James Madison Papers

To James Madison from Albert Gallatin, 17 August 1810

From Albert Gallatin

New York August 17. 1810

Dear Sir

So far as can be judged from Grymes correspondence and official acts, he has done only what was necessary to save for the United States something from Brown’s property. The Jones’s Clar⟨k’s⟩1 and all the bar have as usual been as hostile as possible. It must be added that an intercepted letter from Brown to Jones, whom he thought still alive, informed him that he had at ⟨se⟩a destroyed his (Jones’s) notes: so that we have reason to believe that, th⟨o⟩se notes having been given in payment for the plantation, it never was in fact paid for by Jones, & that the widow has recovered more than she was entitled to. I have however sent to the Comptroller the papers received through you, with a request that he would critically revise the whole transaction, & correct whatever might not appear perfectly equitable and necessary.

Mr Pease having resigned the office of Surveyor of the public lands South of the State of Tenessee, Mr Thomas Freeman2 of the district of Columbia seems to have the fairest pretensions from the length & fidelity of his services, having been employed successively, under Mr Ellicot in laying out the city of Washington and running the Spanish boundary, & afterwards in Surveying most of the Indian boundaries, in an exploring expedition up the Red river, and lately in surveying Madison County on the Tenessee. He went last spring to Natchez on hearing of Mr Pease’s resignation, and under an expectation which I did not discourage that he would be appointed Successor. As early appointment as practicable is desirable, as the business will in the mean while suffer some delay.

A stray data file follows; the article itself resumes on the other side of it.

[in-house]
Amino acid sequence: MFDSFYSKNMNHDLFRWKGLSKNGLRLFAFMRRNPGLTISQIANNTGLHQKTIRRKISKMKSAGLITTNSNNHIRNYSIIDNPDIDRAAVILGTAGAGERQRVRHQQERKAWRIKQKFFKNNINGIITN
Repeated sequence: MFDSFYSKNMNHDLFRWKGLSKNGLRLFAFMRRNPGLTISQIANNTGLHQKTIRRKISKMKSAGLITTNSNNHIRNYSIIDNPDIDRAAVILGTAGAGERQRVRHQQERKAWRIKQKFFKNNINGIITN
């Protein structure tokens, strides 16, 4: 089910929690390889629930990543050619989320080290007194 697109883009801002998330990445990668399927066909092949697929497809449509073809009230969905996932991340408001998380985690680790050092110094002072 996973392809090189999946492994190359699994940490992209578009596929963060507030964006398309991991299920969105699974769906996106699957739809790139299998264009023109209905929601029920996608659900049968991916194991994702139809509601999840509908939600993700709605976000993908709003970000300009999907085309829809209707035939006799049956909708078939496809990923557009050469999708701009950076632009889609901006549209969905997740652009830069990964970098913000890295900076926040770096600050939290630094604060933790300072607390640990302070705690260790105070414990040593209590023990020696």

I also submit a recommendn. for the command of the New Orleans revenue cutter.

Excuse the bad paper which I am obliged to use. With attachment & respect Your obedt. Servt.

Albert Gallatin

RC (DLC). Enclosure not found.

1Gallatin referred to a New Orleans group in opposition to the administration of territorial governor William C. C. Claiborne, often known as “Clark, Livingston, & Company,”which centered around Evan Jones and Daniel Clark (Hatfield, William Claiborne, pp. 157–59).

2JM gave Thomas Freeman a provisional appointment and on 7 Jan. 1811 formally nominated him to be surveyor of lands south of Tennessee (JM to Gallatin, 22 Aug. 1810; Senate Exec. Proceedings description begins Journal of the Executive Proceedings of the Senate of the United States of America (3 vols.; Washington, 1828). description ends , 2:159).

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